Engagement skills trainer (EST)

The EST is a standardized marksmanship simulator that has been demonstrated to have a strong positive correlation to actual marksmanship performance [12]. Participants’ marksmanship performance was assessed utilizing a 20-shot standard course of fire from the prone supported position (lying flat on the ground with weapon supported on sandbags), with targets presented at varying distances. Participants’ accuracy was assessed by hits versus misses, and distance of hits from the target’s center of mass, as well as target acquisition and engagement time (time of target presentation minus shot fired). Initial reaction time was calculated from time first target was presented minus when the volunteer fired.

Profile of mood states 2 (POMS)

Mood changes were assessed using the POMS 2®. The POMS 2® is a validated [13], standardized, self-rating scale consisting of 65 questions that measures six identifiable mood states: Tension-Anxiety, Depression-Dejection, Anger-Hostility, Vigor-Activity, Fatigue-Inertia, and Confusion-Bewilderment. From these six mood states a Total Mood Disturbance score is calculated.

Dispositional resilience scale (DRS-15)

The DRS-15 is a short, 15-item hardiness scale that assesses resiliency, and has demonstrated internal consistency, validity and reliability for military academy cadets [14].

Hair cortisol

Hair cortisol has been used in previous research as a biomarker of stress exposure [15] and previously associated with PTSD in military personnel [16] . Cortisol measured from the blood, urine, or saliva is reflective of a subject’s recent environment; whereas cortisol measured from the hair is reflective of an individual’s long term environment. To assess cortisol levels, hair samples were obtained from participants’ scalp, and samples were analyzed by Viaguard labs in Ontario, Canada, where hair samples were processed using techniques previously established by Sauve et al. [15]

Body composition

Body composition was assessed utilizing an Inbody 720 through multi-frequency tetrapolar bioelectrical impedance. The Inbody 720 has been shown to be a valid and accurate estimate of body composition [17].

All measures were performed at baseline and 30 days following supplementation. Data were analyzed using IBM SPSS Statistics for Windows (version 22.0; IBM Corp., Armonk, NY), using a repeated measures ANOVA with significance set a priori at P < 0.5. All data are presented ±SD.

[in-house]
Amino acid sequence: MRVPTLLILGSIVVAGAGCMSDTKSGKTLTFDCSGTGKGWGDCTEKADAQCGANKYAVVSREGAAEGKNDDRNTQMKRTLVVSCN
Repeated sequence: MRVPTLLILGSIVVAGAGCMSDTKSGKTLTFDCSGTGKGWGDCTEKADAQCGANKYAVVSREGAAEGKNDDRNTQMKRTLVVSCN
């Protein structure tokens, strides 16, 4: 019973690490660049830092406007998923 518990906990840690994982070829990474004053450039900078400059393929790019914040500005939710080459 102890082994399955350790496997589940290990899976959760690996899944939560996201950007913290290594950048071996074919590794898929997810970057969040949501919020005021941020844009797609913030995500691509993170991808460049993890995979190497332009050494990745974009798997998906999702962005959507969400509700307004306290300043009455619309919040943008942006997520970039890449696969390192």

Compliance was 94% for Treatment and 84% for Placebo. No adverse events were reported or observed for any of the participants involved in the study (Table 1).

Table 1 Participant characteristics

The only significant demographic variable difference between groups was for mean female weight between Treatment and Placebo (p = 0.00). Otherwise, there were no significant changes in bodyweight or body composition for either group from pre- to post-test.


There was no statistically significant difference between Treatment and Placebo for hits (p = 0.69) (TreatmentPre 18.5 ± 1.5, TreatmentPost 19.4 ± 0.8, PlaceboPre 18.2 ± 2.9, PlaceboPost 19.4 ± 1.3) initial reaction time in seconds (p = 0.65) (TreatmentPre 1.65 ± 0.28, TreatmentPost 1.43 ± 0.28, PlaceboPre 1.59 ± 0.29, PlaceboPost 1.41 ± 0.21), mean reaction time in seconds (p = 0.52) (TreatmentPre 1.60 ± 0.20, TreatmentPost 1.41 ± 0.16, PlaceboPre 1.61 ± 0.51, PlaceboPost 1.46 ± 0.56), or distance from center mass in centimeters(p = 0.87) (TreatmentPre 11.28 ± 4.28, TreatmentPost 11.92 ± 4.23, PlaceboPre 10.52 ± 5.29, PlaceboPost 10.94 ± 4.64). A significant time effect (P = 0.00) was found for both groups for all variables except distance from center of mass (P = 0.45) demonstrating a potential learning effect of repeating the task. Values for reaction time were adjusted to give percent decrease for initial reaction and mean reaction for the Treatment group (− 12.3% ± 16, − 15.2% ± 21.6) compared to the Placebo group (− 8.3% ± 21.8, − 12.5% ± 23.5) and tested via an independent T-test but no significant difference was found for initial reaction (p = 0.52) or mean reaction time (p = 0.70) (Figs. 1, 2 and 3).

Fig. 1
figure 1

Target Hits

Fig. 2
figure 2

Distance from Center Mass